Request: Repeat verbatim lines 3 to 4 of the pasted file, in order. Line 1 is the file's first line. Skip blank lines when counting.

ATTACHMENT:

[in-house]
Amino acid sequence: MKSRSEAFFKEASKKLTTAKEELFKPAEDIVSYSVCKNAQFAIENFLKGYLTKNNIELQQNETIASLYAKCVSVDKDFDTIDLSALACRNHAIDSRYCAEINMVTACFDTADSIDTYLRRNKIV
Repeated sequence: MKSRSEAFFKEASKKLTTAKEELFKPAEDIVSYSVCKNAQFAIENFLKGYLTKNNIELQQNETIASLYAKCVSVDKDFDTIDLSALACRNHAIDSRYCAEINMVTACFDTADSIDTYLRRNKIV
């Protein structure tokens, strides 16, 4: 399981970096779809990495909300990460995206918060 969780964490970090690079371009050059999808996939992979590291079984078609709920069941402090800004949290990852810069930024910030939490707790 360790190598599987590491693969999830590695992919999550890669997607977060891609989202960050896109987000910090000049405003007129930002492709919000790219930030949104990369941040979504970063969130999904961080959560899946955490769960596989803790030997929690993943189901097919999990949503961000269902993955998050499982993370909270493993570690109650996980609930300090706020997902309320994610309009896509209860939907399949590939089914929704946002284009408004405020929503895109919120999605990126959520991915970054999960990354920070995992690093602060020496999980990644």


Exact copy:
Repeated sequence: MKSRSEAFFKEASKKLTTAKEELFKPAEDIVSYSVCKNAQFAIENFLKGYLTKNNIELQQNETIASLYAKCVSVDKDFDTIDLSALACRNHAIDSRYCAEINMVTACFDTADSIDTYLRRNKIV
């Protein structure tokens, strides 16, 4: 399981970096779809990495909300990460995206918060 969780964490970090690079371009050059999808996939992979590291079984078609709920069941402090800004949290990852810069930024910030939490707790 360790190598599987590491693969999830590695992919999550890669997607977060891609989202960050896109987000910090000049405003007129930002492709919000790219930030949104990369941040979504970063969130999904961080959560899946955490769960596989803790030997929690993943189901097919999990949503961000269902993955998050499982993370909270493993570690109650996980609930300090706020997902309320994610309009896509209860939907399949590939089914929704946002284009408004405020929503895109919120999605990126959520991915970054999960990354920070995992690093602060020496999980990644």